It’s not a bad song and doesn’t infuriate me as much as some AKB48 songs but it sounds a lot like a leftover from SKE48’s reject pile. It’s safe for a debut single in that it doesn’t try any new styles or a tone that’s alienating for fans and thus will make money. Lots and lots of money. HKT48’s debut at #1 on the charts solidifies that there are plenty of people out there who either A) Liked the single’s music enough to buy it and/or B) Really wanted them lottery tickets.
The B-side, Onegai Valentine, isn’t much better. In fact, I think I like this song even less than I liked Suki! Suki! Skip! While S! S! S! was underwhelming for me, Onegai Valentine borders on irritatingly bland and forgettably bland. Again, it’s a safe song that can fit into any AKS single; you can practically guess how the verses are going to sound after that eerily familiar opening instrumental plays through.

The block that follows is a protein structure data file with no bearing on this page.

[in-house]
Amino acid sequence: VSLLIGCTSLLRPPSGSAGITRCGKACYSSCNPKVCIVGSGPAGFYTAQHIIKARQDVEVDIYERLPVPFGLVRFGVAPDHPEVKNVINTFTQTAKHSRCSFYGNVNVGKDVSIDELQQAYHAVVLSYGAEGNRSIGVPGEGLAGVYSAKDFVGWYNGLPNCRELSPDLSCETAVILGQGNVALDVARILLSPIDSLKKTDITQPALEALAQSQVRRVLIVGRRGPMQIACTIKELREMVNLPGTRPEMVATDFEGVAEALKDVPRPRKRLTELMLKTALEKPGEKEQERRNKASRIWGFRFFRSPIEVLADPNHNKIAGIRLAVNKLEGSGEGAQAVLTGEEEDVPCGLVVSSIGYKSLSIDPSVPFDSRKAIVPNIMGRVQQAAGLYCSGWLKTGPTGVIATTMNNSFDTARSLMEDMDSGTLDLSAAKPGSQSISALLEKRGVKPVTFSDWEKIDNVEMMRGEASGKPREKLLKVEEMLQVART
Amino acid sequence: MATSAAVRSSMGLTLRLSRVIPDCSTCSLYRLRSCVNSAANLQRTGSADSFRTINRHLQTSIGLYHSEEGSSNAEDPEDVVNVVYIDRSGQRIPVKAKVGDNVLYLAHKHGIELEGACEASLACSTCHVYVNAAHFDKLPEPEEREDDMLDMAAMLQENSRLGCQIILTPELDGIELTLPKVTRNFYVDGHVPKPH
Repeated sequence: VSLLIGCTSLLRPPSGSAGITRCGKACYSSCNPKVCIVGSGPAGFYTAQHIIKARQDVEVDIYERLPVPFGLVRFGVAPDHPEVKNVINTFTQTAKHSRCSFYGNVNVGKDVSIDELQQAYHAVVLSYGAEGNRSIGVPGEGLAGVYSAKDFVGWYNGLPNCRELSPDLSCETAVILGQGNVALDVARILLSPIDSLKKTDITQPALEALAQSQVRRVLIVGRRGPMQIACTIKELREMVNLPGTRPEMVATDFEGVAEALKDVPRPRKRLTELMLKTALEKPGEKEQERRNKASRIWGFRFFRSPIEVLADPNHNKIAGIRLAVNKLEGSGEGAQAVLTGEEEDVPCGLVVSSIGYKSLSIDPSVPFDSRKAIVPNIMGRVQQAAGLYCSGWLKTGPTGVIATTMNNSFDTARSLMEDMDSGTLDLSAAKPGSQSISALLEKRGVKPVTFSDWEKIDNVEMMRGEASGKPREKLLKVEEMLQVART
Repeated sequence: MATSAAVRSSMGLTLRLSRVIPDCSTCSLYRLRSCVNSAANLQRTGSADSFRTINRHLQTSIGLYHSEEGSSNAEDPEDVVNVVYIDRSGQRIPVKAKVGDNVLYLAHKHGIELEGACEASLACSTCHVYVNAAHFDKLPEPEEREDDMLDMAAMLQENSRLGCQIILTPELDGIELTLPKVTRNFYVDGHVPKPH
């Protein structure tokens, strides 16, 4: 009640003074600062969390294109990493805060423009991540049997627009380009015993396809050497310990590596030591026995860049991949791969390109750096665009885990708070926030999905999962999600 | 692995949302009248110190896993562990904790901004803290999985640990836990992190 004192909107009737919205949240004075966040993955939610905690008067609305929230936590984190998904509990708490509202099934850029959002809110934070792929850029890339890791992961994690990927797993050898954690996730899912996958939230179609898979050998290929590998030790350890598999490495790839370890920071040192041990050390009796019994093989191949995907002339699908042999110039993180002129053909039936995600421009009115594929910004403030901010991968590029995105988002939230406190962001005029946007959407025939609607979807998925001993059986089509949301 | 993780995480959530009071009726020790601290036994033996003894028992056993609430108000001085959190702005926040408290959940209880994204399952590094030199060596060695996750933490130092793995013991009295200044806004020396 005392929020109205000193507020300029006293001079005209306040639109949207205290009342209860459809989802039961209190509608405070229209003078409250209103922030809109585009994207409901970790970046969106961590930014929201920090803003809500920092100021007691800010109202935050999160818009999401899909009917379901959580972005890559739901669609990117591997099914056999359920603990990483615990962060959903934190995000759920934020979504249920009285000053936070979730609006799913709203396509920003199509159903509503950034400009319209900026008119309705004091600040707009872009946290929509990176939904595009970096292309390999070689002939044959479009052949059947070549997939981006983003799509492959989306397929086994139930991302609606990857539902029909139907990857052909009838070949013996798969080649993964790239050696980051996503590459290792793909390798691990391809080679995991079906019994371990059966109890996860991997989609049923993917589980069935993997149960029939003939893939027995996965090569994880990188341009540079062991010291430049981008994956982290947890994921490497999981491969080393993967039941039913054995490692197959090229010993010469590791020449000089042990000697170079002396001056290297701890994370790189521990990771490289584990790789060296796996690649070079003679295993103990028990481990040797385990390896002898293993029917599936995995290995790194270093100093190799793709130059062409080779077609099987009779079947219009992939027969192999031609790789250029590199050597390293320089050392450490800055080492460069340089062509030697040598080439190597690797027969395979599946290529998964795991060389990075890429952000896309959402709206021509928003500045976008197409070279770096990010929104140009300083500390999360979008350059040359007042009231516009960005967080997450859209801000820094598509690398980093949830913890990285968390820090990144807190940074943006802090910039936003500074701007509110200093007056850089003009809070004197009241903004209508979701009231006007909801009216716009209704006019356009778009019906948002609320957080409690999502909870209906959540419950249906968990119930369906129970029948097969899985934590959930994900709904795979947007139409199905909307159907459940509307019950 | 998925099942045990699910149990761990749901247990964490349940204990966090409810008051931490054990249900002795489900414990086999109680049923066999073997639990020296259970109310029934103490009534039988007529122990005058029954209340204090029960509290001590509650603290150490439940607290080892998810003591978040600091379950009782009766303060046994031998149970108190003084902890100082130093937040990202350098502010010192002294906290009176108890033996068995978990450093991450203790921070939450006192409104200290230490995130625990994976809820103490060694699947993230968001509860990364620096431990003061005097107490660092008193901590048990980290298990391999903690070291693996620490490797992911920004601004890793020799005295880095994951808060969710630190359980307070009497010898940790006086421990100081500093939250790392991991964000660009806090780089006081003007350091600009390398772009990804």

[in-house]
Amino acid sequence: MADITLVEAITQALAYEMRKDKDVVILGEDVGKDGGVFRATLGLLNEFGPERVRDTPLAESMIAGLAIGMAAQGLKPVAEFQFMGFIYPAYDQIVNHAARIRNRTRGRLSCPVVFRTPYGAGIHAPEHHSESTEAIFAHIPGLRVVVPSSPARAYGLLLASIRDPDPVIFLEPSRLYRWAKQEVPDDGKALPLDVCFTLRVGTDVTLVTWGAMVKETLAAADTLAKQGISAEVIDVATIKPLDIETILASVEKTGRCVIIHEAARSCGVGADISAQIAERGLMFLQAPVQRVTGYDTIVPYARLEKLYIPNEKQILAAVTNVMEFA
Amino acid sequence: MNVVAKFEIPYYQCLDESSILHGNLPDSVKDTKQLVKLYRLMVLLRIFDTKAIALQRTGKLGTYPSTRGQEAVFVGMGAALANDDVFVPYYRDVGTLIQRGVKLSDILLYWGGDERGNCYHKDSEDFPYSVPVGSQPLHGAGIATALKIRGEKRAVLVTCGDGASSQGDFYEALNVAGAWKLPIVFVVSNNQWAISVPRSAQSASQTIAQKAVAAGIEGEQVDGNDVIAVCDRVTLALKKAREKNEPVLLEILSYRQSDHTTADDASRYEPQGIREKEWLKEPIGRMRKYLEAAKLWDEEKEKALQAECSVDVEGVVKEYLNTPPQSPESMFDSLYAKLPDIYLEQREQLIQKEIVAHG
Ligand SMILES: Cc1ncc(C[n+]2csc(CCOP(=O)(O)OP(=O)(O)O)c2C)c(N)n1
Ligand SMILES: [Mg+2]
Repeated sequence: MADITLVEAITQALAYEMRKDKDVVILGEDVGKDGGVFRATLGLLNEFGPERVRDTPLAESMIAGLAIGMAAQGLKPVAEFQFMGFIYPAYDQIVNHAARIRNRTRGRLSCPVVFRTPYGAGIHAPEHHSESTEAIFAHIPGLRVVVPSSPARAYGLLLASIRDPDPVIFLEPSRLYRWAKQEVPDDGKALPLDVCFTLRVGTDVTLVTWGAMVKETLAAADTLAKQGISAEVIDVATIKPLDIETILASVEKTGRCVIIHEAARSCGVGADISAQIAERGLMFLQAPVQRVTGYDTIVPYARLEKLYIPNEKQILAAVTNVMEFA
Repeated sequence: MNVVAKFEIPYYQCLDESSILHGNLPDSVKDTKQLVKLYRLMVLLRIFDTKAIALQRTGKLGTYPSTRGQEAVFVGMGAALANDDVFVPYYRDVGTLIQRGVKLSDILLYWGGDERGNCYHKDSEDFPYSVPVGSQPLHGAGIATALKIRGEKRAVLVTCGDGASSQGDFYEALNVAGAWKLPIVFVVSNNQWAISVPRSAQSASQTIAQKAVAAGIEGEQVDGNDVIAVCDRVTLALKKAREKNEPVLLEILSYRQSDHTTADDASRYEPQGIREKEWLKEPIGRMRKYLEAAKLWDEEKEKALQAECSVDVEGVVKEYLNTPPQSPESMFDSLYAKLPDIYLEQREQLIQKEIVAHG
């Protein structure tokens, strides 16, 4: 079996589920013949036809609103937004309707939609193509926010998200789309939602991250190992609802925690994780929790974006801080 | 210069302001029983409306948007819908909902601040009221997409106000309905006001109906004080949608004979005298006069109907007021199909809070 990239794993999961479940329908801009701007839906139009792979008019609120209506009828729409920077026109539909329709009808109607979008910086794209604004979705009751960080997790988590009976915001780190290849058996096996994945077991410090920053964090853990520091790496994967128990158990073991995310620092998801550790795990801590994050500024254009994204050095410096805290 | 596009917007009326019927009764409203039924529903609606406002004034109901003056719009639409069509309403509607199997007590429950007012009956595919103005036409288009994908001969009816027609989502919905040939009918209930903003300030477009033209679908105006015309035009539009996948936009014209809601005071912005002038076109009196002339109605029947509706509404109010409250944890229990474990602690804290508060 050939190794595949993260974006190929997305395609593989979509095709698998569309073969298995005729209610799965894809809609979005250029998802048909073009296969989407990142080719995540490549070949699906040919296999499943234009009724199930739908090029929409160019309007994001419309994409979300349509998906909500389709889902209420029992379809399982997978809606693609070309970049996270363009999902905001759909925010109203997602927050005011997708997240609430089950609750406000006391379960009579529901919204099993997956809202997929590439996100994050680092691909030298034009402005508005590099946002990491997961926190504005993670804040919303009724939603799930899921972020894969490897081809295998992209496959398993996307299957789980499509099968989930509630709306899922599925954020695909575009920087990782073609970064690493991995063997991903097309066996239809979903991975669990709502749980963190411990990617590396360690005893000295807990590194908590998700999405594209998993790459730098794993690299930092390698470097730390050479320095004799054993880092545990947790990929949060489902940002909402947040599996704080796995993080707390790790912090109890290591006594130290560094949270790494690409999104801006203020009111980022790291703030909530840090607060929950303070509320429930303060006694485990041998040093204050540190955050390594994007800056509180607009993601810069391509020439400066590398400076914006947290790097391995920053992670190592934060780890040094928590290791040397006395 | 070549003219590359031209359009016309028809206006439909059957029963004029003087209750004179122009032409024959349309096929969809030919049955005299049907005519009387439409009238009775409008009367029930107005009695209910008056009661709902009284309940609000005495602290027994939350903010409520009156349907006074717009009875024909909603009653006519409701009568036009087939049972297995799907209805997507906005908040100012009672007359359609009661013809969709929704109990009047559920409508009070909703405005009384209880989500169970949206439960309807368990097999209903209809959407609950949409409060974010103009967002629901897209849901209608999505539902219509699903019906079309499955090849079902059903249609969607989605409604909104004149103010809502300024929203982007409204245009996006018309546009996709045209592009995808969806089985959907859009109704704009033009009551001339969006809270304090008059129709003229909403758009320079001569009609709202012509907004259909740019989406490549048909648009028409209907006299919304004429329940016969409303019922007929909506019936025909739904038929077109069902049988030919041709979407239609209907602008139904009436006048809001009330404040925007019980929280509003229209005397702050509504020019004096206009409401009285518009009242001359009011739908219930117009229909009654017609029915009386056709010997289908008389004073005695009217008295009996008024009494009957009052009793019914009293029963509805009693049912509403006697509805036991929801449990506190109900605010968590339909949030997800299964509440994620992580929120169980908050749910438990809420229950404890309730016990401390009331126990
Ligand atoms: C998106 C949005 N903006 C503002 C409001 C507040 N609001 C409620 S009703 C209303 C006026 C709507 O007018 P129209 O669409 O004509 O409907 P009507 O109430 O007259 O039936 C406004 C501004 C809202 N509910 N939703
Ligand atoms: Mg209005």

Onegai Valentine was predictable and underwhelming for me; even Suki! Suki! Skip! had more going on than this song does. It’s catchy but not too catchy, happy but not too happy, and has that goddamn instrumental that I feel like I’ve heard in a bajillion AKB48 songs. A big part of why I don’t like Onegai Valentine is obviously that I just dislike the generic happy style of music in it. If you’re not like me and music of this nature is your jam, you’ll get along just fine with Onegai Valentine.
Next song up is Kataomoi no Karaage, the track included on the Type A Edition of Suki! Suki! Skip! What’s interesting about this song is that it’s going to be the ending theme for the Japanese dub of immensely popular children’s show, My Little Pony: Friendship is Magic. I find that kind of interesting because it makes me wonder if they’re still going to keep the original theme in the opening or change that up to.